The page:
Luggage being handled during the Olympics will include bulky and often fragile items of sports equipment
Luggage being handled during the Olympics will include bulky and often fragile items of sports equipment Groupe ADP

Forward planning

In anticipation of the Olympic Games in 2028 and 2032, hosts Los Angeles and Brisbane are undergoing extensive preparations to handle the influx of athletes, officials, and spectators. From upgrading baggage handling systems to implementing advanced security measures, both cities are investing in state-of-the-art infrastructure to ensure a smooth and efficient travel experience for participants and visitors.

Los Angeles World Airports (LAWA) is currently pursuing an approximately $15bn modernisation project, including new baggage-screening systems. Terminals 4 and 5, home to American Airlines, JetBlue and Spirit Airlines, are undergoing a $1.6bn modernisation slated for completion in 2027 – a year before the LA Games – that will create a centralised location for ticketing, screening and baggage claim, as well as providing direct connection to the under-construction Automated People Mover (APM) train system. The project includes a Terminal Vertical Core, which provides for vertical circulation of passengers with escalators and elevators. The Terminal Vertical Core will include new passenger check-in and baggage claim facilities, a consolidated security screening checkpoint, a new headhouse area for passenger processing and a new post-security connection between Terminals 4 and 5. Deborah Flint, CEO of LAWA, said the company was “looking forward to welcoming the international community of Olympians and fans, who will experience our new front door to the City – a re-imagined and modernised LAX”.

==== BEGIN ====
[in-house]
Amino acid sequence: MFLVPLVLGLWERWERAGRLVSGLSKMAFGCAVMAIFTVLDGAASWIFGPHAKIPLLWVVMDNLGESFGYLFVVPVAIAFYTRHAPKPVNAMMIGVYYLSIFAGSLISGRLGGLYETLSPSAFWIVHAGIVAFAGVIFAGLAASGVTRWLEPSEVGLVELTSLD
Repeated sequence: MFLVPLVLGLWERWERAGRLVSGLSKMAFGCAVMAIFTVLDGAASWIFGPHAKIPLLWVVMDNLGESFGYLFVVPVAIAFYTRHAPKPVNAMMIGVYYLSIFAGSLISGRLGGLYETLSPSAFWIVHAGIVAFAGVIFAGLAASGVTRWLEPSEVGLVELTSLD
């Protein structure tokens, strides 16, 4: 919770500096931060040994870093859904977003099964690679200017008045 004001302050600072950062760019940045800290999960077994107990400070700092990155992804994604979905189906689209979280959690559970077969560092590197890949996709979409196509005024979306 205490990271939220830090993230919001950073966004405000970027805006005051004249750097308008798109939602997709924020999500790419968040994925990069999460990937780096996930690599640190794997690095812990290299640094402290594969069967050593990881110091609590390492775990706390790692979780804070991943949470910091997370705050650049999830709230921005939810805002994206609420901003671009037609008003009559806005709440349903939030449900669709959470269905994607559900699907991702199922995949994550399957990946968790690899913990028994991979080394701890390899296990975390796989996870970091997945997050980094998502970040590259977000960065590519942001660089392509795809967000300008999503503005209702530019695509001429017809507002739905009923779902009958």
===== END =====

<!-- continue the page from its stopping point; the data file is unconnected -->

Heathrow constructed a dedicated Games Terminal for athletes departing from the 2012 Olympic Games